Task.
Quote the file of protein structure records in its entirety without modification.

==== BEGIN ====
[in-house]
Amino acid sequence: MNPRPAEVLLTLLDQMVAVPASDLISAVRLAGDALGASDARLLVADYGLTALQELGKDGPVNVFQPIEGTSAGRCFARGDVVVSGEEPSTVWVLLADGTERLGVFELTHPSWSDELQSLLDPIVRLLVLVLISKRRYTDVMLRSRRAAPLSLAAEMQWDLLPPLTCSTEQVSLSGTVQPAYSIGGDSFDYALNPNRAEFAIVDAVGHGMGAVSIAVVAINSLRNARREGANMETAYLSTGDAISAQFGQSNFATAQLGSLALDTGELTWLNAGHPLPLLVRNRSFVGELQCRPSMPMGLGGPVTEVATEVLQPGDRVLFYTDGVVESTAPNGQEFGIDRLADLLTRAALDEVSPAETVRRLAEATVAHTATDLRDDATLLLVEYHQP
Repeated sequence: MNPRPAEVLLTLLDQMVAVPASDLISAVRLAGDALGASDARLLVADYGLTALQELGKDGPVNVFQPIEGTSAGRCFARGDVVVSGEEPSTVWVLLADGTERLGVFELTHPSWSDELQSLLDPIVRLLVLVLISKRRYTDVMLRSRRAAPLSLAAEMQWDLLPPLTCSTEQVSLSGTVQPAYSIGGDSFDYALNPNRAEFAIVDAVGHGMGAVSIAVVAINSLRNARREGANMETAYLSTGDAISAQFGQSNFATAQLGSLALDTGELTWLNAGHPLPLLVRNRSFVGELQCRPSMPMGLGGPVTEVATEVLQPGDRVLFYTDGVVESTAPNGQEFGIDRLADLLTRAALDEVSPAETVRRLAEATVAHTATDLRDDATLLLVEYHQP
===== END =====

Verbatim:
[in-house]
Amino acid sequence: MNPRPAEVLLTLLDQMVAVPASDLISAVRLAGDALGASDARLLVADYGLTALQELGKDGPVNVFQPIEGTSAGRCFARGDVVVSGEEPSTVWVLLADGTERLGVFELTHPSWSDELQSLLDPIVRLLVLVLISKRRYTDVMLRSRRAAPLSLAAEMQWDLLPPLTCSTEQVSLSGTVQPAYSIGGDSFDYALNPNRAEFAIVDAVGHGMGAVSIAVVAINSLRNARREGANMETAYLSTGDAISAQFGQSNFATAQLGSLALDTGELTWLNAGHPLPLLVRNRSFVGELQCRPSMPMGLGGPVTEVATEVLQPGDRVLFYTDGVVESTAPNGQEFGIDRLADLLTRAALDEVSPAETVRRLAEATVAHTATDLRDDATLLLVEYHQP
Repeated sequence: MNPRPAEVLLTLLDQMVAVPASDLISAVRLAGDALGASDARLLVADYGLTALQELGKDGPVNVFQPIEGTSAGRCFARGDVVVSGEEPSTVWVLLADGTERLGVFELTHPSWSDELQSLLDPIVRLLVLVLISKRRYTDVMLRSRRAAPLSLAAEMQWDLLPPLTCSTEQVSLSGTVQPAYSIGGDSFDYALNPNRAEFAIVDAVGHGMGAVSIAVVAINSLRNARREGANMETAYLSTGDAISAQFGQSNFATAQLGSLALDTGELTWLNAGHPLPLLVRNRSFVGELQCRPSMPMGLGGPVTEVATEVLQPGDRVLFYTDGVVESTAPNGQEFGIDRLADLLTRAALDEVSPAETVRRLAEATVAHTATDLRDDATLLLVEYHQP